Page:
TAKE A CITY BUDGET crisis. Threaten to slash teaching jobs and school operating funds, and the situation is ripe for a volatile school board president to let loose a barrage of verbal punches at the mayor the way R. Calvin Lockridge did recently. Mayor Marion Barry, meanwhile, harbors about as much admiration for Lockridge and some of his colleagues on the bickering ineffective board as a mongoose for a cobra.

It's a classic case of political fiddling while Rome is burning, Rome, in this case, being our children. Does anybody really care?

We know that most of the students in Washington are capable of learning, capable of becoming nurses and electriciians, inventors and writiers. Yet they go out into an increasingly competitive world, many of them unable to read the want ads or figure out how to get a Social Security card or catch a bus.

But it has become clear that we can't expect the politicians to solve the problems of the D.C. schools. We've lost a whole generation of grown-up children waiting. Now we have to take matters into our own hands.

While it's convenient for the politicians to take aim at each other, the problems are more complex than that.

Many teachers are experiencing a deepening malaise. Lunch-time gossip in the teacher's lounge often finds them complaining about their jobs and their students -- "you can't expect much out of so-and-so, his mother's on welfare." Teaching is a hard job, but these kinds of expectations quickly become self-fulfilling prophecies. Too many teachers feel parents, administrators or the rest of us don't care or understand. So why bother? It's a secure job and a good paycheck twice a month.

As for the parents, they have trouble identifying with the school board and communicating with teachers and administrators. They want a good education for their children, but they don't know how to get it. Many feel they have their hands full just trying to make ends meet in today's rugged economy. And the few who do get involved with the schools find themselves relegated to "community awareness" committees or raising money for an extra set of drums when what really frustrates them is that their kids aren't learning to read.

Examples are all around us that show that when people give time, money and brainpower to help our children, it makes a difference. A group of World War II vets called The Prometheans Inc. sponsor an annual Career Awareness Fair in the schools and a program in which businesses adopt a school.Another group of four Washington men began working together last June to help a young man who had potential but was failing, pick himself up and get into Ballou High School's special School of Mathematics and Science.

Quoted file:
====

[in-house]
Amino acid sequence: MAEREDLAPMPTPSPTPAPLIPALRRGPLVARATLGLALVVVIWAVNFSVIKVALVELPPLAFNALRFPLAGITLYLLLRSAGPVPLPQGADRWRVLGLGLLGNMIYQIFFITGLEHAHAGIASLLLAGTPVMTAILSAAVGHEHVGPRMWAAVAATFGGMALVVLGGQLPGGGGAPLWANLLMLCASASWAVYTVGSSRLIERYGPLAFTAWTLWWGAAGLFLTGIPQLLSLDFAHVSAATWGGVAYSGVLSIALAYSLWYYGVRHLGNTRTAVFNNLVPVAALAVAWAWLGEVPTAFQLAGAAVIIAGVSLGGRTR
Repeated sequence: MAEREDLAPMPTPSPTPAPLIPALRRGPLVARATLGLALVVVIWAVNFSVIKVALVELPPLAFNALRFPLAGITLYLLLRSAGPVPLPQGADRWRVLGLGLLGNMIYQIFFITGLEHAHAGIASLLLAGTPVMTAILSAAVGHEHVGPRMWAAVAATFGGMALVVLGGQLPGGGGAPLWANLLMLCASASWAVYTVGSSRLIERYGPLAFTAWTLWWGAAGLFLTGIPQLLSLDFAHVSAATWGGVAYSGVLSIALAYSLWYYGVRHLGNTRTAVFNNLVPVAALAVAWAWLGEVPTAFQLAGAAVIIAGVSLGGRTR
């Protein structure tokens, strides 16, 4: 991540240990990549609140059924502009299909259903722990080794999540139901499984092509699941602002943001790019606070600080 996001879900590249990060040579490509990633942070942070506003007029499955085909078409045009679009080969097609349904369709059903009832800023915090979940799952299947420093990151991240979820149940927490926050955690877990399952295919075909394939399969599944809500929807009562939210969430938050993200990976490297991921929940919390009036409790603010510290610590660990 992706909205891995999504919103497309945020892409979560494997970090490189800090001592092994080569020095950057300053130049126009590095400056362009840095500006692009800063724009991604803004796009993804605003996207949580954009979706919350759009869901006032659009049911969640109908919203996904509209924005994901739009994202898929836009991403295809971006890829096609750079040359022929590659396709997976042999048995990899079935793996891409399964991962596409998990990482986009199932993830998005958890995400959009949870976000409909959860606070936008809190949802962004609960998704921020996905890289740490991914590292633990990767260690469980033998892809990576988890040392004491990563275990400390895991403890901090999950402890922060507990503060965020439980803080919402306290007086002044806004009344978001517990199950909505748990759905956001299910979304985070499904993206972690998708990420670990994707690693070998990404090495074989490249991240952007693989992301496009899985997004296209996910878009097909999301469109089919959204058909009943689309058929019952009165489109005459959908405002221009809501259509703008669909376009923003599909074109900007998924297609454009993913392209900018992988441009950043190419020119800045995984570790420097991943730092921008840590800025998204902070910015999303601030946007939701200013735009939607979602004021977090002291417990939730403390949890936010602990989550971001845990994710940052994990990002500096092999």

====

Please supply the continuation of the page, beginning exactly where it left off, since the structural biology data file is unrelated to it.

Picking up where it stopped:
But those examples are overshadowed by apathy. In 1977, only 10 percent of registered voters in the District of Columbia went to the polls for the school board election; in 1979, only 14 percent turned out. And when school teachers went on strike for 23 days in 1979 then newly elected Mayor Barry said later that he was shocked that parents weren't breaking down his office door, demanding a prompt end to the strike.

A lot of people seem to think that some black people just don't care about their children's education. That's simply not true. What is true, though, is that blacks too often have been vocal enough and have not been able to step out, take responsibility and work for changes in the schools.

Ironically, when the media do stories on problems in the D.C. schools -- like a recent series in this newspaper on the school board -- many black people seem to take the series as a personal affront. As one black professional commented to a reporter recently, most of the points in those articles were factual, interesting and provocative, but because they appeared in a white-owned newspaper, they came across as an attack rather than information.

We're not helpless though. I think it's time to give some of our time and energy to the schools. If nothing else, it's in our own self-interest -- either as parents or even taxpayers. These children are the future of our city.

Perhaps there's even a broader interest group that work for changes in the public shcools -- and not necessarily one made up solely of people who have children. There are people out there with time, if only a few hours a month, to enrich the lives of the city's children -- retirees, single people and couples who have postponed having children.

I'd be the first to admit that I don't have the answers. I'm just one concerned parent who, I must confess, put her kids in private school when confronted with the problem.

Yet, I continue to pay my taxes to see that others are educated and I care and I'd like to get my money's worth. Got any ideas? I'd like to hear them.